Rape tragedy compels Morocco to eliminate loophole in rape law
Teenage girl's suicide prompts amendment to statutory rape law
Justice may have arrived too late for 16-year-old Amina Filali, who committed suicide due to her country's rape laws - but it has spared countless other Moroccan girls from suffering the same fate without recourse. The Moroccan Parliament has voted unanimously to amend the nation's laws regarding statutory rape two years after her death.
Zohra Filali shows a picture of her daughter, Amina Filali who committed suicide after being forced to marry the man who raped her.
Amina Filali, forced by her parents and a judge to marry the man she said had raped her at knife point, swallowed rat poison in March of 2012.
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"On this day, I have a thought for Amina Filali and all women who have been victims of this legislative aberration, and we must honor their memory," Khadija Rouissi, a woman in Parliament said. Praising the decision, she added that "the battle that we won today should continue. We must deal with social issues with courage and also accompany the evolution of values in our society."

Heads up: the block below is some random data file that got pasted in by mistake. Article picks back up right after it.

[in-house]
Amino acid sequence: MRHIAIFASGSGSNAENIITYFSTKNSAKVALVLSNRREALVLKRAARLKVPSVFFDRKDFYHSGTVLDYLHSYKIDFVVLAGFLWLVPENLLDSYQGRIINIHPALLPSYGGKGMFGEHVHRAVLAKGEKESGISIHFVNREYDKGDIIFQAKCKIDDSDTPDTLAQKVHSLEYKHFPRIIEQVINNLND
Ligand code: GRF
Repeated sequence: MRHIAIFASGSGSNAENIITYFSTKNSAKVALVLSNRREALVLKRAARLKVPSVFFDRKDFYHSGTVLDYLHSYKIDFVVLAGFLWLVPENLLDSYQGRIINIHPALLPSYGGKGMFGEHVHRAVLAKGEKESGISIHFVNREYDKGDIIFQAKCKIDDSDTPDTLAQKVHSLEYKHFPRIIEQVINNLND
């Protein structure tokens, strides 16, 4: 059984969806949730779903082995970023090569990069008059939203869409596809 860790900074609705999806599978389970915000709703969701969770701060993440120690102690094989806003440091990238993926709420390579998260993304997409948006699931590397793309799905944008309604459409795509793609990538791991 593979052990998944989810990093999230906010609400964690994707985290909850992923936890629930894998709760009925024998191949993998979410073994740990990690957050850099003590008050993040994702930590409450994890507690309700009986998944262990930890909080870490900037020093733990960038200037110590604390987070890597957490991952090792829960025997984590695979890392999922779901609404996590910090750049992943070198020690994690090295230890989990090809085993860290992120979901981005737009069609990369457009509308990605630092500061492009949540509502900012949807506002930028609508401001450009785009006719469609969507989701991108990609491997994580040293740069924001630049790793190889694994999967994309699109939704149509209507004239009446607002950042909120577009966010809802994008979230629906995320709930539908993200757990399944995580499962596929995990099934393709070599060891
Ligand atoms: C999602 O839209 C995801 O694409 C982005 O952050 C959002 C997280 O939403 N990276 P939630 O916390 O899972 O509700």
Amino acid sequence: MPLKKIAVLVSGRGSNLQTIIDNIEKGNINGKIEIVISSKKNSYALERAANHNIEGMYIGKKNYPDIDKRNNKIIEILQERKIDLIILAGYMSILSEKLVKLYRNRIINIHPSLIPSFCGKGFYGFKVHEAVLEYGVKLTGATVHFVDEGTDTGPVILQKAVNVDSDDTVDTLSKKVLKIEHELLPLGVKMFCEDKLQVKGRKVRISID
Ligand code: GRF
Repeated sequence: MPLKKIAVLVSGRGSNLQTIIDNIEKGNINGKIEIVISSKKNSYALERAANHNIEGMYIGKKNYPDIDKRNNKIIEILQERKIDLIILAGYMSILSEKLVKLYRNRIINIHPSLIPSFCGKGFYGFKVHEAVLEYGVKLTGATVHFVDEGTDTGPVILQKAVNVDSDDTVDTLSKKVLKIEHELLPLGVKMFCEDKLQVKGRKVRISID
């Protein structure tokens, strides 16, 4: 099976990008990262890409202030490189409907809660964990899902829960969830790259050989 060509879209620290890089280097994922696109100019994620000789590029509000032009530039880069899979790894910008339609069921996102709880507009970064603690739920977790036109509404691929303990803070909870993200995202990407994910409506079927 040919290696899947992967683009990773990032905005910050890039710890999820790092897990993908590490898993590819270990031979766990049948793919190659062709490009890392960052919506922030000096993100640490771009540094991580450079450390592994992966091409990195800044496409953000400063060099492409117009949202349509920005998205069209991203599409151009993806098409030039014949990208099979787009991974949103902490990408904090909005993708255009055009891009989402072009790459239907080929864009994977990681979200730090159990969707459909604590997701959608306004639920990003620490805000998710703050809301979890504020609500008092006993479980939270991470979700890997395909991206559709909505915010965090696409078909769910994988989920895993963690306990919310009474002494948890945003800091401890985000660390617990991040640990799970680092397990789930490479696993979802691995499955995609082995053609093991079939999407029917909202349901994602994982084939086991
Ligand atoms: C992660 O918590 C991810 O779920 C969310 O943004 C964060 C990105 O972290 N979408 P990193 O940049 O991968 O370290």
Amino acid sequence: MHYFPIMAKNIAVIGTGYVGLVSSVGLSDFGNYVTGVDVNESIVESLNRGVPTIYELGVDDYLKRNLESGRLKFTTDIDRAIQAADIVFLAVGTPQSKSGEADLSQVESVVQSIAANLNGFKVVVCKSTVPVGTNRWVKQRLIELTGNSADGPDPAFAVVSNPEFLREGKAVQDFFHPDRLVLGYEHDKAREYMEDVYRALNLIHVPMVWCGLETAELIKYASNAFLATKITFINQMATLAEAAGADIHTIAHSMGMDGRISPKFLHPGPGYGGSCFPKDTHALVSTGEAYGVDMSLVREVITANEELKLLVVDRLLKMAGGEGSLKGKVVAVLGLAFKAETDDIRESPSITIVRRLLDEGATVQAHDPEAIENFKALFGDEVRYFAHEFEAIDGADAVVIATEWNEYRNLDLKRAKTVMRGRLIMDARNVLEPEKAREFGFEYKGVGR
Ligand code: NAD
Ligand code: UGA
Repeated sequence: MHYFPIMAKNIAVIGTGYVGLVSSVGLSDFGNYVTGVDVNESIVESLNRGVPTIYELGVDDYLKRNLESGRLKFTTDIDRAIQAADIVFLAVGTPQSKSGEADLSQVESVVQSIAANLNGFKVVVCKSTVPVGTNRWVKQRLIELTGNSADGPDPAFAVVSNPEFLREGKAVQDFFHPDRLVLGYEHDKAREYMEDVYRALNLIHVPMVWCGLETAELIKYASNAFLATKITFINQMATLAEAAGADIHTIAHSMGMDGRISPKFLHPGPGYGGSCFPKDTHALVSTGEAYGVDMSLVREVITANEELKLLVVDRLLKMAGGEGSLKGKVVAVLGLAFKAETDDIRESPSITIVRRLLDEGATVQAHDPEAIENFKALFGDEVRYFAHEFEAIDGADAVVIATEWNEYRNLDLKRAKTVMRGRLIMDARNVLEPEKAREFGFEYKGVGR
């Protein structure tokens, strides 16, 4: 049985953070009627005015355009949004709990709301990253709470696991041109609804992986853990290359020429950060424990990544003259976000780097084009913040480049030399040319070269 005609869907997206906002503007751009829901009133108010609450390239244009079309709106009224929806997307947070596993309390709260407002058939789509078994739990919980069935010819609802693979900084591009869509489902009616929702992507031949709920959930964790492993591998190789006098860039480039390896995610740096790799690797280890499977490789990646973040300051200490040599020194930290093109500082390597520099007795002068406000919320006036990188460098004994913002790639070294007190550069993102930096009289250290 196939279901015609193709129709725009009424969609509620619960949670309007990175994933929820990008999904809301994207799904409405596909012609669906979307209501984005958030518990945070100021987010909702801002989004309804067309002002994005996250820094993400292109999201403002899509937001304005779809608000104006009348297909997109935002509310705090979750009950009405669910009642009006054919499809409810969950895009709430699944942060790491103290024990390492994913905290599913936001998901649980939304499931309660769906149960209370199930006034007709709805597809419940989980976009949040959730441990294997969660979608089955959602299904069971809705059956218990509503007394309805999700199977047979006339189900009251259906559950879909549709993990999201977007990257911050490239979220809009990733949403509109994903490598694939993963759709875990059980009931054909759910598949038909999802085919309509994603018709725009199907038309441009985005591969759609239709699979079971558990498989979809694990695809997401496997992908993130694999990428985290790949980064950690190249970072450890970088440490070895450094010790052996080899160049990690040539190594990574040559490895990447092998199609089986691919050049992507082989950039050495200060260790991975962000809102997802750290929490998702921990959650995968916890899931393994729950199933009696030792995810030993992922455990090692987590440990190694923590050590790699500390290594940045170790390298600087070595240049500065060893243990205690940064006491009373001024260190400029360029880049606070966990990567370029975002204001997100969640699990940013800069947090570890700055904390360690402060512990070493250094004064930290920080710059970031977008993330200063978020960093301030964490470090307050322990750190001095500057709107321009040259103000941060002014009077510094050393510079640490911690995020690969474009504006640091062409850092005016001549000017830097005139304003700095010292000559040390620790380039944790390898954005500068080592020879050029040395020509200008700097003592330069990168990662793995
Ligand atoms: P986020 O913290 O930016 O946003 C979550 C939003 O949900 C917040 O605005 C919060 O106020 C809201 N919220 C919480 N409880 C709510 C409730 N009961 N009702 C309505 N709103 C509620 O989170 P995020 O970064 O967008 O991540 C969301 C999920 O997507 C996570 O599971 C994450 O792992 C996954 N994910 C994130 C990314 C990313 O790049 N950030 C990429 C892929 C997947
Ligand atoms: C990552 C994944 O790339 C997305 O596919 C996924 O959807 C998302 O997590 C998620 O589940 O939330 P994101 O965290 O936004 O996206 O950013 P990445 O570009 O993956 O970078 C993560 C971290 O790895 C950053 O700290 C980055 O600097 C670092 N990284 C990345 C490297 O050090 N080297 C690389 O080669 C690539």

Many said the law did not go far enough and that all laws governing rape should mandate heavier sentences. Many Moroccan women are reluctant to report rape at all because sex is illegal outside marriage.
"This changes one paragraph in an article when there are a lot of articles that need to be changed," Stephanie Willman Bordat, a founding partner at Mobilizing for Rights Associates, says. "Article 490 still makes it illegal to have sexual relations outside of marriage, which pressures the minor victims of rape and all rape victims, even adults, not to bring charges."
Ten years ago, Morocco raised the minimum age for marriage to 18 from 15, as well as giving women more rights in divorce and child custody cases. Conservative judges and attitudes have made putting these laws into practice challenging. Many families prefer to marry daughters off rather than let people know that they were raped or that they had lost their virginity.
According to workers for nongovernmental organizations, judicial authorizations for marriage of minors have been granted in about 90 percent of requests.
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